Sunday, November 25, 2007

Arts Advocacy Update XX

The content below is from Americans for the Arts' Cultural Policy Listserv.

Expert: Md. Tourism Looks Solid for Next Year
WTOP (Washington, DC), 11/20/2007
"While some indicators show that the national economy could slide into a recession sometime next year," Maryland's tourism industry should remain solid in 2008, -- thanks in part to arts tourism, says one expert. Between August 2005 and August 2006, "[o]ne of the strongest areas of growth for the state was in arts tourism." According to the Maryland Department of Business and Economic Development, "more than 13 million people attended arts events in Maryland in 2006, generating over $1 billion in economic impact, up from $970 million the previous year. . . . Arts tourism generated an estimated $37.3 million in state and local taxes, up from $35 million."
Hoping some of that is going to the Maryland Shakespeare Festival, run by my dear friend Becky Kemper.

Art & Innovation: An Evolutionary Economic View of the Creative Industries
Unesco Observatory, The University of Melbourne Refereed E-Journal, 2007
"This paper explores the economic and cultural contribution of the arts and its effect on economic growth and evolution. The crucial connection is supplied by an innovation systems perspective on the creative industries. In this view, the creative industries contribute not just to value-added and jobs, but more importantly, to the evolutionary process by which economic systems grow. This paper thus offers a new view of the economics of the arts and creative industries re-conceptualised as part of the innovation system of an evolving economic order. Analytic and policy implications are then outlined in terms of an evolutionary approach to the economics of the arts."
Heady stuff, but interesting reading if you're into economic theory. For example:

I shall seek to explain in this paper how arts, education and cultural researchers may benefit by closer engagement with the analysis of economic dynamics (as open system processes of change and re-coordination) than by continuing with increasingly futile attempts to defend (static) cultural value against (equally static) economic value. The value of the arts and culture are dynamic. By connecting with the evolutionary framework of economic dynamics, and specifically the creative systems model, a more coherent, interesting and possibly even more powerful analytic framework for arts and humanities research may result.

Artist Colonies, `Heat Shield' From Critics, May Get U.S. Funds
Bloomberg News, 11/19/2007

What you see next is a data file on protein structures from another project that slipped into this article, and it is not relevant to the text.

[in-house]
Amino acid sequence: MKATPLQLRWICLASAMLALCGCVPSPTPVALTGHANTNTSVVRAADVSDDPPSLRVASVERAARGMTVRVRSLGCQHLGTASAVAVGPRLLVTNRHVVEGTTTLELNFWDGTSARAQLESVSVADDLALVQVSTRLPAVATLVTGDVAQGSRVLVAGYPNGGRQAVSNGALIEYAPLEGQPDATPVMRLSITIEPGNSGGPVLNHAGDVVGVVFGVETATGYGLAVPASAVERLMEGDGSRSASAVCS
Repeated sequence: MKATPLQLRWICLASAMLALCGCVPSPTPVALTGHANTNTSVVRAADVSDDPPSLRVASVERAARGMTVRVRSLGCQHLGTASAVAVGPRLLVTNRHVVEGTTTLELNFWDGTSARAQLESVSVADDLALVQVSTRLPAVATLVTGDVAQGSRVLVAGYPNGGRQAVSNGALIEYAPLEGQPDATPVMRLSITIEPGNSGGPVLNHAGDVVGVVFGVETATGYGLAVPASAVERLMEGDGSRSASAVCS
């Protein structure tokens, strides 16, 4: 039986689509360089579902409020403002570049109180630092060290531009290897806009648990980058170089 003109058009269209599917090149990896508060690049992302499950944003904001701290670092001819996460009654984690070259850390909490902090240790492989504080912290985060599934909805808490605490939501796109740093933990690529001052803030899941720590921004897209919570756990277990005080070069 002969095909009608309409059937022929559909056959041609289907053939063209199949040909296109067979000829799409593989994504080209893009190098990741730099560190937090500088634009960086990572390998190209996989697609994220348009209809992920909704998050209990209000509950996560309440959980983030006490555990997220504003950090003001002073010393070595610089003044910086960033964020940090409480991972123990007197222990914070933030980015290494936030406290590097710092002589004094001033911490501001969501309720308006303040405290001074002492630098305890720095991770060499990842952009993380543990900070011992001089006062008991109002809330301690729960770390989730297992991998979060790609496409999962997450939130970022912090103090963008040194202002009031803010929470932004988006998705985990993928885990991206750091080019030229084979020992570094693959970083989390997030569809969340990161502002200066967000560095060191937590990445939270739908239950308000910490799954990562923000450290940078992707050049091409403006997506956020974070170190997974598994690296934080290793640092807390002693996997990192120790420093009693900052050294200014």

"Twelve years after Congress ended most funding to individual artists, the National Endowment for the Arts may reopen the flow of money to poets, musicians, writers and painters through artist colonies. The NEA, which is in line for a budget increase of as much as 28 percent next year, plans to direct some of the additional money to the hundreds of U.S. colonies and communities that provide artists with residencies, funding and, above all, creative freedom."
Very exciting, I think. Read the story for the specifics.

Arts groups get $6-million boost
Detroit Free Press, 11/14/2007
"These are tough times for local arts institutions. Corporate, individual and state funding is down, deficits are up, competition for dollars is fierce and Michigan's stubborn economy isn't showing much sign of improvement. That's why metro Detroit arts groups are greeting the Kresge Foundation of Troy's $6 million in new grants like drought-stricken farmers welcoming a rain storm. The grants, which go to 53 nonprofit organizations in southeast Michigan, underscore the increasing importance of philanthropic foundations in the local fund-raising ecosystem for arts."
I pray people don't get shot on their way to the gallery, though. Yikes.

Small Companies Put Charity Into Their Business Plan
Wall Street Journal, 11/20/2007
"Large companies -- and entrepreneurs -- often make philanthropy part of the company once they have become successful. But it is rarer for owners of small businesses to build a company with a philanthropic bent right from the start -- when resources are scant and each move made is supposed to assure that the bottom line grows. While such a mission adds to the financial burden many start-ups often face, in the long run it may help the company's bottom line more than it hurts."
Would love to see someone develop of list of companies in New York that would fit this bill.

The content below is from Americans for the Arts' Cultural Policy Listserv.

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